On July 1, the electric membership corporations (EMCs) in Georgia observed the first anniversary of legislation to bring harsher penalties to those charged with metals theft.
"Metals theft is not a victimless crime," says Bill Verner, vice president, government relations, communications and member services with Georgia EMC. "Consumers foot the bill for replacing and repairing the damage left by a wire thief."
In 2007, the EMCs and Georgia EMC led an industry effort to craft legislation aimed at toughening the existing law. The new law, which took effect July 1, 2007, forces the defendant to make full restitution to the lawful owner of the stolen metal and allows the prosecutor to prosecute based on how much it will cost to return the affected property to its original condition and not just the salvage value of the stolen metal.
According to Verner, the legislation allows prosecutors a greater ability to seek a felony conviction (rather than a misdemeanor) and keep criminals off the streets.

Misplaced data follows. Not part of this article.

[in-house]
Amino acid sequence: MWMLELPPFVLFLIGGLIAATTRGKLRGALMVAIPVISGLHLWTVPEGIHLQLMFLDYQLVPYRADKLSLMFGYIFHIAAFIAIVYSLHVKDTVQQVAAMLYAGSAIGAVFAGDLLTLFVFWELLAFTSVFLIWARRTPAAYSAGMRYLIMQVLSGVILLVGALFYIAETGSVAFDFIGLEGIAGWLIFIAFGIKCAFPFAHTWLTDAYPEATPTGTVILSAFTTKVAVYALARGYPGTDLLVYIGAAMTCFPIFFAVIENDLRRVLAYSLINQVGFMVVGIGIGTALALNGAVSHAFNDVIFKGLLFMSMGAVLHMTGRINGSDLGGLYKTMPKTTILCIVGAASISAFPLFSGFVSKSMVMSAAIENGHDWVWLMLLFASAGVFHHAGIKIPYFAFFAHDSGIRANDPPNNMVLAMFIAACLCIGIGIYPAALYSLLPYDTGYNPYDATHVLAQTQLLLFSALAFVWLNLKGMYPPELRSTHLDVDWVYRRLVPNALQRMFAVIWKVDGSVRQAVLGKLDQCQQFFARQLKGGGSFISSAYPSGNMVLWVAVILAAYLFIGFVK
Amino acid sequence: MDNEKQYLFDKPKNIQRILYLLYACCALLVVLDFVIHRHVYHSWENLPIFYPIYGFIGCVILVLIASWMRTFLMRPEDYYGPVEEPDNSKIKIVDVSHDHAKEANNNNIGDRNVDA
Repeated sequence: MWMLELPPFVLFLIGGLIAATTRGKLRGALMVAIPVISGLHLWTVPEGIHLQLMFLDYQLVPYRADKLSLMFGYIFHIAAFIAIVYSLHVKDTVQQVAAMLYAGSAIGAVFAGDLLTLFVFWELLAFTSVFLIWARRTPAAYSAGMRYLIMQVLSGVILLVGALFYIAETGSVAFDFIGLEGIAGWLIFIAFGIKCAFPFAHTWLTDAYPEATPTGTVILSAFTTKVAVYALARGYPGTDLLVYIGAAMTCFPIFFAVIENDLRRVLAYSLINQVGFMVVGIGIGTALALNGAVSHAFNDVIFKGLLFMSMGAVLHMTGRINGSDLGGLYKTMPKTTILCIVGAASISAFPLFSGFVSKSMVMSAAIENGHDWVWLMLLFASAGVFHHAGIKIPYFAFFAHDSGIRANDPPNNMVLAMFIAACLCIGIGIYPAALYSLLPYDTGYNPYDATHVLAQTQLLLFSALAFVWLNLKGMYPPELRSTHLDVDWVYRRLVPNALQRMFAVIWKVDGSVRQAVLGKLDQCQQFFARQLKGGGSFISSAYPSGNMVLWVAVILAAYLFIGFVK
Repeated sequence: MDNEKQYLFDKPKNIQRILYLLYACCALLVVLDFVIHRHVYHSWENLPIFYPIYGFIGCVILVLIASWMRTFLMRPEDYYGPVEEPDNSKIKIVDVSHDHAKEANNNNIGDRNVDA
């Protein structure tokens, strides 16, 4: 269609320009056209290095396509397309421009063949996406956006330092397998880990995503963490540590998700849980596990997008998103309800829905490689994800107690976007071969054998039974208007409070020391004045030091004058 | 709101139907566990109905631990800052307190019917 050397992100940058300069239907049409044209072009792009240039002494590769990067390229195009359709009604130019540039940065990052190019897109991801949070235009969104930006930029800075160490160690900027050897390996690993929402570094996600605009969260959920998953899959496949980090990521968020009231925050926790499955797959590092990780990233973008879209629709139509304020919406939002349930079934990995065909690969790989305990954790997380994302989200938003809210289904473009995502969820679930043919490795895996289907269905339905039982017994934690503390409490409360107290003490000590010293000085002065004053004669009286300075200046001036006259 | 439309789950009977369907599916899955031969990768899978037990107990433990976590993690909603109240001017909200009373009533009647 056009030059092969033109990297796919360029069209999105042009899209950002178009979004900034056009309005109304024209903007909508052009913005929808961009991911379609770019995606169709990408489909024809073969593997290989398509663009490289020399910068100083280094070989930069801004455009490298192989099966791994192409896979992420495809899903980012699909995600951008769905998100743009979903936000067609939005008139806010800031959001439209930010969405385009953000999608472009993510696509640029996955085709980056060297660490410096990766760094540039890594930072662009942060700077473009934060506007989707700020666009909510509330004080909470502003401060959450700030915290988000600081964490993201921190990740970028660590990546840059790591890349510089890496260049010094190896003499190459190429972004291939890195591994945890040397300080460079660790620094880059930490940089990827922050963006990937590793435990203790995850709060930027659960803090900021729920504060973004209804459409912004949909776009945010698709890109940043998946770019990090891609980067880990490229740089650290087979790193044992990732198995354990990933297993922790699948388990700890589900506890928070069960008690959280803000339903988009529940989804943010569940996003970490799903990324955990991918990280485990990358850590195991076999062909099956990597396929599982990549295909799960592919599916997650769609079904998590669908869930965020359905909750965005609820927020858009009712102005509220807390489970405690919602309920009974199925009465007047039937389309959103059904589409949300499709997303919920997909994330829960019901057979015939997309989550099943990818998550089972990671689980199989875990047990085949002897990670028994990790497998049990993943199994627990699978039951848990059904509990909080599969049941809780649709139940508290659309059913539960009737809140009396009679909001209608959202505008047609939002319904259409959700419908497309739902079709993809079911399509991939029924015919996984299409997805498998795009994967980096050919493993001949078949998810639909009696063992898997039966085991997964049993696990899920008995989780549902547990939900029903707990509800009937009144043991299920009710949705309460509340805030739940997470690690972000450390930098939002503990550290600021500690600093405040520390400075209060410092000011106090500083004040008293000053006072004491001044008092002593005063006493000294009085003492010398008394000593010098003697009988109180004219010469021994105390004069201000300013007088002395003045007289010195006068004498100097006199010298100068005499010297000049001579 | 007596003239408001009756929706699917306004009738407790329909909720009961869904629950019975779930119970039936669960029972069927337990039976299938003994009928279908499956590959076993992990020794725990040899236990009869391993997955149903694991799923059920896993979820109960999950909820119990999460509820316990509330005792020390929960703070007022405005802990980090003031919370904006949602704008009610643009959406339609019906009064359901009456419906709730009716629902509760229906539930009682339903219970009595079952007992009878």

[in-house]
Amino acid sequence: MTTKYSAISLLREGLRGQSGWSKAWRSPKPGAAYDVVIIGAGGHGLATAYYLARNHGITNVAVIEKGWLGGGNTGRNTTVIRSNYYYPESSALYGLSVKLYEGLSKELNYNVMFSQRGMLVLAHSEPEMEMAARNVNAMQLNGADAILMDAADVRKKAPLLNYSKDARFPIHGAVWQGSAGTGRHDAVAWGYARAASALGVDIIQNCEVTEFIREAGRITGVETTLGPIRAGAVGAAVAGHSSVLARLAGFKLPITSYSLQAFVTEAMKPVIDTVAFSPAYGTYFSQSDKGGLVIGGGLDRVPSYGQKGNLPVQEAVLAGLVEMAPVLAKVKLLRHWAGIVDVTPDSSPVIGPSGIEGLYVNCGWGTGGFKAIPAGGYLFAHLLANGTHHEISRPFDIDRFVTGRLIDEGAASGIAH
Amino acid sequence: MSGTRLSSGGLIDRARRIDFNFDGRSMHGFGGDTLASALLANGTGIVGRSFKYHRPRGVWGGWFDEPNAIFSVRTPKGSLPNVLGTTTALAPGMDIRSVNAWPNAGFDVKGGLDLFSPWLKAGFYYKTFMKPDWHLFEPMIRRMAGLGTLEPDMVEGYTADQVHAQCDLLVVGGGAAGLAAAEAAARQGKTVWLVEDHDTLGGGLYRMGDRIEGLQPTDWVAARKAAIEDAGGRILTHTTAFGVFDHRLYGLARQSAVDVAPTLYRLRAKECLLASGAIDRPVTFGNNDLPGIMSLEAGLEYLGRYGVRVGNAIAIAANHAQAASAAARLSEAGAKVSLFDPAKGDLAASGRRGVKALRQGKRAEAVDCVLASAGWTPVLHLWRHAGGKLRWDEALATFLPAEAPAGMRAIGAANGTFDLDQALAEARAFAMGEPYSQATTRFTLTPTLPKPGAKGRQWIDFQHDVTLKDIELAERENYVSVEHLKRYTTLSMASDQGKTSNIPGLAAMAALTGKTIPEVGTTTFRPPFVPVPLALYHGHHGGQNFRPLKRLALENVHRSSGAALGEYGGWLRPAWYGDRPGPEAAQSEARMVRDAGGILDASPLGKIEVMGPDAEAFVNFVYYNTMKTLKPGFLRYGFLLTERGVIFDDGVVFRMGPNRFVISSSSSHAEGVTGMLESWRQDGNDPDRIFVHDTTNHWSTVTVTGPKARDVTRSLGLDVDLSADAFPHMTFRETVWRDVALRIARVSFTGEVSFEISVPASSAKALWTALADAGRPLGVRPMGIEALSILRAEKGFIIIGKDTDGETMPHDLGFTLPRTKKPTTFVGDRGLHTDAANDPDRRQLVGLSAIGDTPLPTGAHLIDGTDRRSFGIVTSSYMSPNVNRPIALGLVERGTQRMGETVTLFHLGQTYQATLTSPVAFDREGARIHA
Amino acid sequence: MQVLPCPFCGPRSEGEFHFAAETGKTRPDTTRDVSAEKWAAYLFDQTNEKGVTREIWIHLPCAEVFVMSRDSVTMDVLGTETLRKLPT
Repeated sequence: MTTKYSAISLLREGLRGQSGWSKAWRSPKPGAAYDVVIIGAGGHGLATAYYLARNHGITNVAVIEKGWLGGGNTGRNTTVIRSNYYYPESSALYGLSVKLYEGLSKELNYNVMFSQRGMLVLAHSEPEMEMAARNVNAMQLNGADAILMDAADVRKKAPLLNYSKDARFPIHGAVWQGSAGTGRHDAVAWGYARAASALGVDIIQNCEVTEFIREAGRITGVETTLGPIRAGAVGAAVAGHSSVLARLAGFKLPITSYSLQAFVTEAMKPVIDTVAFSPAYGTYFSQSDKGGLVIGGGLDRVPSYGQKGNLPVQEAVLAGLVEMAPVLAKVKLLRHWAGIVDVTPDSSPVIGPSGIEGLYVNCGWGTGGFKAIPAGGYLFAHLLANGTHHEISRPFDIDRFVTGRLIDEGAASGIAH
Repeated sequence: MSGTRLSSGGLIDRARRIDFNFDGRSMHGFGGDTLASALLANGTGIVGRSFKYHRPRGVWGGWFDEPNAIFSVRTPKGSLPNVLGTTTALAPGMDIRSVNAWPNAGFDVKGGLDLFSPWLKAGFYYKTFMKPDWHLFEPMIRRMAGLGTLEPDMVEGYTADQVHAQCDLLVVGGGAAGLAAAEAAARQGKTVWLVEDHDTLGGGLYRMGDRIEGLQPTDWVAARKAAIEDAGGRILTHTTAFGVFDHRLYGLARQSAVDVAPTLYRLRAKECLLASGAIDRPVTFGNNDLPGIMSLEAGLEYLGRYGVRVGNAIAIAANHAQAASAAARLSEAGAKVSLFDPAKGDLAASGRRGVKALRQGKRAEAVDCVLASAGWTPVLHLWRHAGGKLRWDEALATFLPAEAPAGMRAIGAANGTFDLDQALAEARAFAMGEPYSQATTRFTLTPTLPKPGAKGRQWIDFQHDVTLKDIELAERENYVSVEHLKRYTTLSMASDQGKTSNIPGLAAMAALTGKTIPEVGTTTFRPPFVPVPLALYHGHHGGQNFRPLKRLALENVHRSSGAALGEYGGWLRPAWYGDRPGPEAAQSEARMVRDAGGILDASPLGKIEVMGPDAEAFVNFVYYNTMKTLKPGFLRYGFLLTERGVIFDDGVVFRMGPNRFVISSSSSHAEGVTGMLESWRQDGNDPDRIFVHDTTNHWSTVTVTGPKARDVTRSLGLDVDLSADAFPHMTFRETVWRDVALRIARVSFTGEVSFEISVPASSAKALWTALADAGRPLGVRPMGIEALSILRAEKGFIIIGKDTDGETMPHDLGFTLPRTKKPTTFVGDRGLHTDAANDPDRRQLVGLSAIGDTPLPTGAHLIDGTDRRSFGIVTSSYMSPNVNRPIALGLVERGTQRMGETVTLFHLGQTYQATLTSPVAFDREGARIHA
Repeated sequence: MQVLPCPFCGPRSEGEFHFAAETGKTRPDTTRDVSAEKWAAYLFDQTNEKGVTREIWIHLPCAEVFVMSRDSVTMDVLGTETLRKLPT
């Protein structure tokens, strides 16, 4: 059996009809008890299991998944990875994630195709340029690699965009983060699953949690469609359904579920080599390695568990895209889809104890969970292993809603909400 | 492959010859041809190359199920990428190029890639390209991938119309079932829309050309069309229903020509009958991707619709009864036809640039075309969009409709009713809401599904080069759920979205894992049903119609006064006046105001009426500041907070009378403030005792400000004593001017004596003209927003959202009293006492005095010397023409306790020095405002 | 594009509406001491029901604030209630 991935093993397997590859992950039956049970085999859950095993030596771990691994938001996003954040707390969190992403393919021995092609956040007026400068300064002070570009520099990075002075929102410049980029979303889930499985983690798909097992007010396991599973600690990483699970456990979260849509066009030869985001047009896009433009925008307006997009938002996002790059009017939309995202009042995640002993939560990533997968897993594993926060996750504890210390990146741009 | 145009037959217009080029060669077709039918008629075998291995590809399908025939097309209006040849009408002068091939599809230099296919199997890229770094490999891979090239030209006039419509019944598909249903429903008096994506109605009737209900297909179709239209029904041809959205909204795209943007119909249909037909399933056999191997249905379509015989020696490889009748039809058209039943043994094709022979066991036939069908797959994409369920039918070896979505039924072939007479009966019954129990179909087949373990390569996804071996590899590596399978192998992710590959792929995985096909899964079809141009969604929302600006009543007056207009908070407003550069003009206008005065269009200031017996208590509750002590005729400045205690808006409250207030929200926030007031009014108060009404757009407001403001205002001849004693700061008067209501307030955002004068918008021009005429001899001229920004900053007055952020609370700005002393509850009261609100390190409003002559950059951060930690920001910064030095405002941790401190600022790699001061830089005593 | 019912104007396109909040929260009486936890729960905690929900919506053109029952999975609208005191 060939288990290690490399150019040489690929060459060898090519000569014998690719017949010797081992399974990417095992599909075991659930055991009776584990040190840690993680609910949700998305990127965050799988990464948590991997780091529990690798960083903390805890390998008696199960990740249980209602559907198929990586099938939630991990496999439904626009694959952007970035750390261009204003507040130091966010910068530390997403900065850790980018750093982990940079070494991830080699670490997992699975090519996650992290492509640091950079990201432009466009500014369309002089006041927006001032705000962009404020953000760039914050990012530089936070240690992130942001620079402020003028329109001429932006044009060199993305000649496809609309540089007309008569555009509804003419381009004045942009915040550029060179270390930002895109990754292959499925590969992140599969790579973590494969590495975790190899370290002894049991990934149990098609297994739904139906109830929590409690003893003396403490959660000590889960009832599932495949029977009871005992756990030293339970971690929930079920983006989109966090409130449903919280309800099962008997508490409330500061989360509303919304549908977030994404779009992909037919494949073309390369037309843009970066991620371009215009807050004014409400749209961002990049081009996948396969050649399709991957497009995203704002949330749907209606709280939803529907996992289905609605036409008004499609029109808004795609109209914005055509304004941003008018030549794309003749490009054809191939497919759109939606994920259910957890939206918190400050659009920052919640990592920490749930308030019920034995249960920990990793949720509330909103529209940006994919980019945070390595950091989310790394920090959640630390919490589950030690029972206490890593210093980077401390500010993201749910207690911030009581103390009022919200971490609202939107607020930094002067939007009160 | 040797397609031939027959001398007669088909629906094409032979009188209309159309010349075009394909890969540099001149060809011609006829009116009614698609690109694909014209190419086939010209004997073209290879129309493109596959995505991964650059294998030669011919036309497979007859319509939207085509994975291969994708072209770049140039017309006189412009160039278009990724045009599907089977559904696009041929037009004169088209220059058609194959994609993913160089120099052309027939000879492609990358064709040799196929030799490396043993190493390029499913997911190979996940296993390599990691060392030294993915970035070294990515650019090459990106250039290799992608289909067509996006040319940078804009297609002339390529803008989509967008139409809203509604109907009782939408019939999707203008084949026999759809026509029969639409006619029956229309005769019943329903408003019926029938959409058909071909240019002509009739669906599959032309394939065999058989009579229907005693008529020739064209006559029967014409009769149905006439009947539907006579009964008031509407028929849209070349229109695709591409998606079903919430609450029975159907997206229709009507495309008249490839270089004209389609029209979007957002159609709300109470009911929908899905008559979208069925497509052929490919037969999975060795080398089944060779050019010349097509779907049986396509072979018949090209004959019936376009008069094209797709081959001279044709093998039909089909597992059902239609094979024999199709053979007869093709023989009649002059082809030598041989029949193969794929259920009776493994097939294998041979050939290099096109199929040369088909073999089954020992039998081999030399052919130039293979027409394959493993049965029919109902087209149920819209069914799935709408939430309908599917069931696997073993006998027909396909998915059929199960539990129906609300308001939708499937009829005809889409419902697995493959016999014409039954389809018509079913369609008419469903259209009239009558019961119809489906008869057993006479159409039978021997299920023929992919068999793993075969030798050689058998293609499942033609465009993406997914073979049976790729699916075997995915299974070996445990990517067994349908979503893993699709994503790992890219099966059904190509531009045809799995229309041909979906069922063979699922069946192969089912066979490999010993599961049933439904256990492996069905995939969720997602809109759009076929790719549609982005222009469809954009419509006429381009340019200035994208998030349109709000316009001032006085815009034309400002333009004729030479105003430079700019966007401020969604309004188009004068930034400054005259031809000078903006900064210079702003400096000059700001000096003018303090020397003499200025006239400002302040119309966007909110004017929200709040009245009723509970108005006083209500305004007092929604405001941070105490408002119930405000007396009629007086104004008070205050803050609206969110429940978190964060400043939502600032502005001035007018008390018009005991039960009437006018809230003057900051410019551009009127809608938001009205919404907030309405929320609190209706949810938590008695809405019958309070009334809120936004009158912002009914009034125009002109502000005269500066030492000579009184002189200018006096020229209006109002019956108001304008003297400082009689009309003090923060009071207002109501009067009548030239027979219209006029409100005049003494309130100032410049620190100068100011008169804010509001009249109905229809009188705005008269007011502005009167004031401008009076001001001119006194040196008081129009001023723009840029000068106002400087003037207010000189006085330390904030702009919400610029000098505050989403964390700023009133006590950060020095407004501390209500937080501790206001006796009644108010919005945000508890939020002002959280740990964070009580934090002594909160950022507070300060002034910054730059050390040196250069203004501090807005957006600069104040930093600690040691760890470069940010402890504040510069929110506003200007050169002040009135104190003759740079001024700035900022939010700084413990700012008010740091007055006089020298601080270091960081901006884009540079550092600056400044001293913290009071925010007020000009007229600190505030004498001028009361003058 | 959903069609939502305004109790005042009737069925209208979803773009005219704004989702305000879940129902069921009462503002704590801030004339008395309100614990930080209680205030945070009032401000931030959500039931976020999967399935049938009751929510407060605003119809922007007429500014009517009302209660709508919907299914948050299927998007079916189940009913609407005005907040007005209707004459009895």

With copper prices soaring to $3.90 a pound, compared to $0.77 in 2003, EMCs have seen an escalation of metal thefts in substations, from utility poles, from the back of service trucks or in warehouses.
In 2007 and 2008, electric cooperatives in Georgia alone reported more than 350 separate heists of copper theft and other wire amounting to substantial financial losses, endangerment to personnel and the public, and compromising reliability.
This nationwide epidemic is ultimately costing consumers of utilities (and home builders, apartment owners, telephone and wireless providers, and even breweries) hundreds of thousands of dollars each year in Georgia alone, while electrical injuries sustained by perpetrators are most likely borne by the taxpayer for treatment at area hospital emergency rooms and burn centers.
As a result, EMCs are investigating and implementing deterrence measures such as cameras, surveillance and locking materials in steel containers at project sites.
The EMCs, Georgia EMC and numerous other stakeholders continue to work on an educational effort to advise local prosecutors, sheriffs, chiefs of police, county commissioners, mayors and scrap metal dealers about the severe economic and safety problems associated with scrap metal theft.
Members of the public should contact the local sheriff's department if they spot someone other than an authorized utility employee or approved contractor near an existing electric substation or EMC project site.